The Odeon: Bright Lights, Small Appetite

Pants at a Glance
  • scene: Tribeca families and people on dates
  • sip: Wine, specialty cocktails
  • savor: French fries...
  • sit: This is a place for locals really; it is not remarkable enough to bring out of towners, its better suited as a go-to when you can't decide where else to go and are not in the mood for any specific type of cuisine
  • spend: $$
  • address: 145 W Broadway (between Duane St & Thomas St)
  • phone number: (212) 233-0507
  • website:
Jay McInerney is my favorite author, and Bright Lights Big City of course made a massive impression on me.  The Odeon figures heavily in the book, as a late-night refuge in a still gritty Tribeca, where people met up and did lots of glamorous cocaine in the bathrooms.  The artwork on the copy of the book that I read, of course, was the neon sign of the Odeon, which to me seemed like a beacon of coolness and a symbol of a time in NYC that I was too young and suburban to be part of. The sign for the Odeon is still as bright as ever, but is less of a beacon of coolness and more of a relic of times past.
I am also a huge Keith McNally fan, and I tend to buy into whatever mood he sets.  I know that he is no longer controller of Odeon, and that is why to me it seemed a bit like McNally-lite. His influence can still be felt in certain aspects of the menu, but overall, it is clear that Keith has left the building. My last visit was on a Friday night, right in the middle of a Noreaster.  My stir-crazy friends and I decided to keep our dinner plans, and the intention was a catch-up session over french fries and red wine.  (This was after I said NO to their first choice of a gluten-free restaurant). I got out of my cab and pulled up my hood, running towards the red Odeon sign which promised a respite from the rain and wind, and a stiff drink.  I was greeted by a huge table of parents and screaming kids. Tad Allagash would be appalled. It seemed to officially symbolize that Bolivian Marching Powder had given way to diaper rash.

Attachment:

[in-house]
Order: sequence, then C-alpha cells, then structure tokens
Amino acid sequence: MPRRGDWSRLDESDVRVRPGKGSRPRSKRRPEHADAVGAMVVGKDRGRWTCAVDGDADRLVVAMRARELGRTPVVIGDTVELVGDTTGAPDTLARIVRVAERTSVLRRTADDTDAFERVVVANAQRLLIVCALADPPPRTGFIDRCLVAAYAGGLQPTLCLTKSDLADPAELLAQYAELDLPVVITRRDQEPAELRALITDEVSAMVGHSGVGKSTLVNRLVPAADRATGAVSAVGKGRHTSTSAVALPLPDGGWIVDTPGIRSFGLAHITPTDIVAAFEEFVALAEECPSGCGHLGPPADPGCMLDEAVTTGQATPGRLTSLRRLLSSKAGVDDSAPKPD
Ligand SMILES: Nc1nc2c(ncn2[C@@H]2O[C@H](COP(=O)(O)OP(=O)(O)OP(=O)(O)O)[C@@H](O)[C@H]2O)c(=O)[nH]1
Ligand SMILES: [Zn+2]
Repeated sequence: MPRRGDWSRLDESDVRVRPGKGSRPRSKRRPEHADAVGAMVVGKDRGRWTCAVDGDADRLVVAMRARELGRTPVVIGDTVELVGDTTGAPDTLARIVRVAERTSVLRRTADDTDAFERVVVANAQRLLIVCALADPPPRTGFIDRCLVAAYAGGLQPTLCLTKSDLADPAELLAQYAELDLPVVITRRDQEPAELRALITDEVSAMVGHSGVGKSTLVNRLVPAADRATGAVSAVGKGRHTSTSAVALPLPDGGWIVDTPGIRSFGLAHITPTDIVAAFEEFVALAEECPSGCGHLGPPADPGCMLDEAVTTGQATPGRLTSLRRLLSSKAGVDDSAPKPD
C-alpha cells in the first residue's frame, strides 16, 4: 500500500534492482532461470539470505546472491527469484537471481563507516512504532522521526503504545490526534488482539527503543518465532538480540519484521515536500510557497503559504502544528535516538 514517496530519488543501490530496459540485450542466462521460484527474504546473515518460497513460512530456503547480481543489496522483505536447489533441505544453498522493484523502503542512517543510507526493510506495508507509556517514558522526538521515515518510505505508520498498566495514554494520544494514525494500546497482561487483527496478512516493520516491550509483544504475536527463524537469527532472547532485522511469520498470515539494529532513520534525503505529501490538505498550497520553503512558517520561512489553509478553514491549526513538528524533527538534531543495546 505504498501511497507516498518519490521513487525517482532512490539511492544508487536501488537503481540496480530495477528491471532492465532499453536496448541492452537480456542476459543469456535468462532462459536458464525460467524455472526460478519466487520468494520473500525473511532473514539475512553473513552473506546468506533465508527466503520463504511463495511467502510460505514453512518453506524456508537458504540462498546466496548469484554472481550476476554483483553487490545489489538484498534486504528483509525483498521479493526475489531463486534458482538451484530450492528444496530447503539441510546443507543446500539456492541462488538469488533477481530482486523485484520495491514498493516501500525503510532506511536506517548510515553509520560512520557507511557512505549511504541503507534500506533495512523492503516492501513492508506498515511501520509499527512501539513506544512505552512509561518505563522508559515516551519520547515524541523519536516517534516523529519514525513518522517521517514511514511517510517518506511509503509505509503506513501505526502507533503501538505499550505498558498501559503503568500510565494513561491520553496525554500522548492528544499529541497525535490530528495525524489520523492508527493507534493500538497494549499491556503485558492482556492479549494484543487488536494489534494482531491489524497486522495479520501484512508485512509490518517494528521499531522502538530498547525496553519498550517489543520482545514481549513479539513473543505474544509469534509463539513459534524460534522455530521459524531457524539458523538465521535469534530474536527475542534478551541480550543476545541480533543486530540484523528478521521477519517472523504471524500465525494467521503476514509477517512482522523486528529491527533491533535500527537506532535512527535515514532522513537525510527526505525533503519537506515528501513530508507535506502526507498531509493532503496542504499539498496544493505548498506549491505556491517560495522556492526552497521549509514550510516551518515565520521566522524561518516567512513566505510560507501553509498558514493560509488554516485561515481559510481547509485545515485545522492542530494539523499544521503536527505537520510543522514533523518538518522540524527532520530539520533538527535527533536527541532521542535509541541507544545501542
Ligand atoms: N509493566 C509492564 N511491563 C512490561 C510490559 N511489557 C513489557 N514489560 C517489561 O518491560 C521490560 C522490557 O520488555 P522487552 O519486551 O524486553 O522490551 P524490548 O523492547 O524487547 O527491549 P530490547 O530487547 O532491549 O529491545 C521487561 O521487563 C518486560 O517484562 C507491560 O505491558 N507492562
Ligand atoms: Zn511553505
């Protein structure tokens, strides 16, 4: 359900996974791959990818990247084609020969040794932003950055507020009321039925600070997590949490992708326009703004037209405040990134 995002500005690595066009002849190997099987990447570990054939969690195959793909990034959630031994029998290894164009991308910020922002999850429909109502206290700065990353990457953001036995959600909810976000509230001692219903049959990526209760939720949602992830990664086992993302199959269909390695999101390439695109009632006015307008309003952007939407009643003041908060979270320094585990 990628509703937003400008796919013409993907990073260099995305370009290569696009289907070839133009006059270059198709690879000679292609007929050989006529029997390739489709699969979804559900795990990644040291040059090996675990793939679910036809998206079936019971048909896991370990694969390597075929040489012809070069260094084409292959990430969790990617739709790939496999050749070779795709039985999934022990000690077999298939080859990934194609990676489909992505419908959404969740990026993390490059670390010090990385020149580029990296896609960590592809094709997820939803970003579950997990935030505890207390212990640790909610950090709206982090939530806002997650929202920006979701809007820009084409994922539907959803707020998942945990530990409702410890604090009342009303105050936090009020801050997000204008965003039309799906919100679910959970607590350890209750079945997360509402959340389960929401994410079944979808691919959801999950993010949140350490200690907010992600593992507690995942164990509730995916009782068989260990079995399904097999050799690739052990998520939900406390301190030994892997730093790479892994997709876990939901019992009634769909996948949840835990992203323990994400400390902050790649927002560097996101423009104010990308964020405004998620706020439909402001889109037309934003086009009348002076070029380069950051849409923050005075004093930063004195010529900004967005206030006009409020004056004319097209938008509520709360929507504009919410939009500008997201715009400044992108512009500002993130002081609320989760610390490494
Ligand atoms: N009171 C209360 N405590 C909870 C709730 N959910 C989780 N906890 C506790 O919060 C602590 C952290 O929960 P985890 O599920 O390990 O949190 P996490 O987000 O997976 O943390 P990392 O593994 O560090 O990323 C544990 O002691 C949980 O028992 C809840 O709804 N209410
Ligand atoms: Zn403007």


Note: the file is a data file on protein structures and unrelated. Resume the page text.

After being seated, the warm lighting and warming red wine did their trick on this most miserable of nights, but the food did not. We made the mistake of being too ambitious with our selections, and instead consumed 2 orders of fries.  Odeon is definitely a place to KISS- Keep it Simple Stupid.  I chose to forgo my usual chicken entree because of the simple fact that I always order chicken, and tried to force down some fish, as did my girlfriend.  The fish was sort of white and and mushy and sweet, and just not nearly as appealing as the cones of fries.  In fact, I guess, the fries could be McNally’s legacy, because they are just as awesome as those at Pastis and Balthazar.  We might have had dessert too, I don’t really remember,which sort of sums up the food at Odeon.  The basics on the menu and the atmosphere still make Odeon a viable option for a casual dinner. But at the end of the day, when a restaurant is associated with a book where everyone is on coke, can you really count on the food?

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